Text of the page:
Do you know about or have you heard about attachment theory? If you don’t or haven’t, trust me, you need to know about it as it may be affecting your life. Whether you realize it or not, the underlying concepts that comprise attachment theory can significantly influence virtually every area of your life. By understanding this, parts of your life will likely make a lot more sense.
What is attachment theory?
Attachment theory refers to the relationship between a parent and child. Today, in the world of “parenting,” attachment theory is one of the most studied concepts.
There is growing evidence that our early attachment experiences with our primary caregivers can affect our whole lives. In fact, we will likely repeat many of the experiences from our early years in our relationships at a later date.
Attachment theory has focused on the relationship between a child and their primary caregiver, usually the mother. It has been identified that how a child is treated will influence virtually all future relationships, especially those with a romantic partner.
Parenting in the Spotlight
As you likely know, being a parent means you have many roles to fulfill. Your influence starts with just being present. You also teach them what you already know, discipline them, feed them, take care of their health and well-being, etc. Your presence can give a child comfort just by your proximity. The reverse, of course, is also true. A child that a parent neglects can have lifelong effects, evidenced by the large percentage of insecurely attached individuals.
There used to be a belief when raising children not to be demonstrative. Going back 100 years, many hospitals wouldn’t allow parents to visit their sick children. Only after it was observed that children were becoming sicker or even dying due to the lack of parental contact that the medical community started to awaken.
A parent’s presence makes the child feel loved, acknowledged, protected, safe and secure. Attachment theory has started to show that the stronger these connections are, the more “secure” a child will feel. This sense of self will continue throughout their whole life.
Purpose of the post
In this post, I would like to share how your whole life has been shaped based on your interaction with your primary caregiver and the beliefs you took on before you were even five. Some of the interpretations you took on as a wee child will likely affect your life today.
History of Attachment
The attachment theory was initially developed in the 1960s and 1970s by British psychologist John Bowlby and American /Canadian psychologist Mary Ainsworth.
It presents evidence that how the primary caregiver, usually the mother, interacts with the child will have significant long-term effects on the child. The primary caregivers who are emotionally responsive to a baby’s needs provide their child with a solid sense of security. From this base, the child can head out into the world complete with self-confidence — and in the early years to return to the primary caregiver to refill any subsequent internal void.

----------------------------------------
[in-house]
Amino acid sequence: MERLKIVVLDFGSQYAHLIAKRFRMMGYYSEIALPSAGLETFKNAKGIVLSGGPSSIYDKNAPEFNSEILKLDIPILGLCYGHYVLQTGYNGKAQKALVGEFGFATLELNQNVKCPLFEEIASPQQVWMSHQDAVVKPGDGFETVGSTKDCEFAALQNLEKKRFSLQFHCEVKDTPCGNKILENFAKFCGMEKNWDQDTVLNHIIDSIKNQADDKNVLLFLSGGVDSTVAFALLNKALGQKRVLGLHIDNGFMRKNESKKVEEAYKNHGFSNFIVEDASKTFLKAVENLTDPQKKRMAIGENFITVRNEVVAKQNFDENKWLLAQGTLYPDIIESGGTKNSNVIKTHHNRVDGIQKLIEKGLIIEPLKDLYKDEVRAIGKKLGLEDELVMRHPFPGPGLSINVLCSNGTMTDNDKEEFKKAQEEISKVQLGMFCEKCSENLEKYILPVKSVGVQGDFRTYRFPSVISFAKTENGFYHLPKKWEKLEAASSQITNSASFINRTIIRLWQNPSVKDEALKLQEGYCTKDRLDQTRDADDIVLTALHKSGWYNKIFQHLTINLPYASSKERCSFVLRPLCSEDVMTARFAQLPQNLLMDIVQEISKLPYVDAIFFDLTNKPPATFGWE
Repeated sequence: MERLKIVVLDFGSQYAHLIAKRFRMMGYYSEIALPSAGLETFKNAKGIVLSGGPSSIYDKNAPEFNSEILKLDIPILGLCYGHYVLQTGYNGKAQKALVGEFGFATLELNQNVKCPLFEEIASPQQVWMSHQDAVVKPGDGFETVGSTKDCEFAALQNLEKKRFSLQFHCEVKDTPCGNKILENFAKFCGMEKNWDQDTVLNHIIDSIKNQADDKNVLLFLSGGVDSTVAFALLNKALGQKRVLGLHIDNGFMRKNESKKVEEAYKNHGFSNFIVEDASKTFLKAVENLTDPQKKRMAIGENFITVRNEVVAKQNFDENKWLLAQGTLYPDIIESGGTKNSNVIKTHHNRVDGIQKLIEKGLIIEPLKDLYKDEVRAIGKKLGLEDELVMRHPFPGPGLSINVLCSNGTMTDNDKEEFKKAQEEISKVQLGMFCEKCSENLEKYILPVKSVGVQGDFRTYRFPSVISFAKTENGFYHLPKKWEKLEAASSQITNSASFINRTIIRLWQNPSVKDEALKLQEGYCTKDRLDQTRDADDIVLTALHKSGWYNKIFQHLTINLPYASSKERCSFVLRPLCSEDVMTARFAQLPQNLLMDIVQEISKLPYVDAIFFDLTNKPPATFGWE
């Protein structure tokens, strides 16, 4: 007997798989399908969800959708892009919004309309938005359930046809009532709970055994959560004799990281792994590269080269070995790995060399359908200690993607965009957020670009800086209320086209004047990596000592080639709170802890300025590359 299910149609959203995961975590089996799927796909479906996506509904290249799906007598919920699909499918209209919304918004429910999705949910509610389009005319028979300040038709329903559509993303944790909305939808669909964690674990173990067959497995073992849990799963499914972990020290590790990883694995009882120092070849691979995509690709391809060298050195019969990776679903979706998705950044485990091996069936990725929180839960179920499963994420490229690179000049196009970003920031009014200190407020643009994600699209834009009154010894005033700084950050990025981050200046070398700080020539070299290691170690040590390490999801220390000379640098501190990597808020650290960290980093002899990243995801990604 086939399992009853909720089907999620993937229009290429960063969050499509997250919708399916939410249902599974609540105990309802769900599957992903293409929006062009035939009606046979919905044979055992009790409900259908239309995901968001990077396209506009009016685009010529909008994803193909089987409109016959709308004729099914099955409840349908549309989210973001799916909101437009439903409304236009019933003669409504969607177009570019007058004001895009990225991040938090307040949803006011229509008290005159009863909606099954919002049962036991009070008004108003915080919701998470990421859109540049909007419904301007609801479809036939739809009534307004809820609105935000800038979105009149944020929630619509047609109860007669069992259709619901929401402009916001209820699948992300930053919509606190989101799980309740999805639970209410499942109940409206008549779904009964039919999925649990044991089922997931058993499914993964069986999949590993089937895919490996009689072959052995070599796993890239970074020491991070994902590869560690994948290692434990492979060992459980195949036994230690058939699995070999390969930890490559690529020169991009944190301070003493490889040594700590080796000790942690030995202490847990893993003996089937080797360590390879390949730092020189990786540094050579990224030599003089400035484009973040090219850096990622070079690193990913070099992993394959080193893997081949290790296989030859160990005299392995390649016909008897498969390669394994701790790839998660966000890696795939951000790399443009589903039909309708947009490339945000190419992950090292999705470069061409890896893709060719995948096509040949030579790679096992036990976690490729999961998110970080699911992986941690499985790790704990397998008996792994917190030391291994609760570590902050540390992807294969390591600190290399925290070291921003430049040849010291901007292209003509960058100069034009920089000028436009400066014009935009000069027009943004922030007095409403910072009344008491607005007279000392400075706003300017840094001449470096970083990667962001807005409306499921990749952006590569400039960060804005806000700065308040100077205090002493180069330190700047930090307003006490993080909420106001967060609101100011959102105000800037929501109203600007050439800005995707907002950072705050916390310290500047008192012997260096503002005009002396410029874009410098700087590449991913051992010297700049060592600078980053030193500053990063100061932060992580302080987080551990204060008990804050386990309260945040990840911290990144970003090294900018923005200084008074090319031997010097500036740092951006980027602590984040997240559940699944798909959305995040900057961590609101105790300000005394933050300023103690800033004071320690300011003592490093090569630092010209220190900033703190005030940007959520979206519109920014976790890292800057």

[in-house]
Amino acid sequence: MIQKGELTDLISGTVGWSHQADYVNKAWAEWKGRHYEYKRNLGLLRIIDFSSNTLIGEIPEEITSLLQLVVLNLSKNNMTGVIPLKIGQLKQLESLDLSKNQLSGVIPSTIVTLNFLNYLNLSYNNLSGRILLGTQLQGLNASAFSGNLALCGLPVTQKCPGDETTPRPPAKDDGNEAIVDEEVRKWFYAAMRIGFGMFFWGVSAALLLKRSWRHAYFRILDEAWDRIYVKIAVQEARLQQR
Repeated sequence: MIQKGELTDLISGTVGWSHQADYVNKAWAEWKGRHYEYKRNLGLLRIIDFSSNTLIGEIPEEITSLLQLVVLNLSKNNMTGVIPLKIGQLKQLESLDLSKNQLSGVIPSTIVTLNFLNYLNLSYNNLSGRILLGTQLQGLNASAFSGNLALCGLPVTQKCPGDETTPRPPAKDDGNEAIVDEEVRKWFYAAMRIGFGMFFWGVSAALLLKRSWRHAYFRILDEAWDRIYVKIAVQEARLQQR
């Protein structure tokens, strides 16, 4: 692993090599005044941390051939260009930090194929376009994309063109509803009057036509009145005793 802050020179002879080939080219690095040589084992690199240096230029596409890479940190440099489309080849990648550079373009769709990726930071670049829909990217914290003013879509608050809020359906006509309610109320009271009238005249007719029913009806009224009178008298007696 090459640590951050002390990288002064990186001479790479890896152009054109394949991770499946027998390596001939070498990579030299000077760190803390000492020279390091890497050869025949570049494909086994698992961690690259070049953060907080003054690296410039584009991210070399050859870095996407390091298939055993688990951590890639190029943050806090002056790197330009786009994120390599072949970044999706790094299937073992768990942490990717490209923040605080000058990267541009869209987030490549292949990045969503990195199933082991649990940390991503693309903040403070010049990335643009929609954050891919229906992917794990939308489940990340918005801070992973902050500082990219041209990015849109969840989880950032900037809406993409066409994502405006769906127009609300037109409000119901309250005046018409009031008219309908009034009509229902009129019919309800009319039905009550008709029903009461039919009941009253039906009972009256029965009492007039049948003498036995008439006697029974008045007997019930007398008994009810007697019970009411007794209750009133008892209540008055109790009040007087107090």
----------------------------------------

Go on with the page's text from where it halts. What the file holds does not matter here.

Initially, Bowlby and Ainsworth identified three main types of behaviors they could categorize. Subsequently, additional research added the fourth category.
Attachment Categories are Secure and Insecure attachments.
- Secure attachment
- Anxious-Insecure attachment
- Avoidant-Insecure attachment
- Disorganized-Insecure attachment
in an ideal world, everyone has a perfect parent(s)., They know how to nurture their child and make them feel safe and secure. As a result, their children end up with a “secure” sense of attachment.
Being able to adopt a secure attachment means that your primary caregivers share qualities of being: available, responsive, accepting, openly loving, and sensitive.
The parent of a secure child interacts with their child in emotional and physically healthy ways that support their child’s overall well-being. Instead of being controlling, the child can explore their world knowing that there is someone there for them. The parent of a secure child has safe ways of interacting with their children. This includes physical contact, safe interactions that respect boundaries, and reassuring children that they are fully loved, especially when they need reassurance.
Unconsciously, the child learns that it is safe to express both positive and negative emotions and do so in healthy ways, knowing that someone will help them process their response.
Children who develop a secure attachment learn how to trust themselves and others and have a healthy sense of self-esteem. The great news is that when they become adults, these children will retain these traits. They will be in touch with their feelings, be competent, and generally have successful relationships in all areas of their life.
Unfortunately, it is estimated that about 40% of humanity will have some form of insecure attachment. Researchers have identified three different sets of traits that children who have negligent parenting develop due to this parenting.
The following categories list the child’s predominant traits and eventual adult resulting from various negligent parenting skills.
- Anxious Insecure
- Avoidant Insecure
- Disorganized-Insecure attachment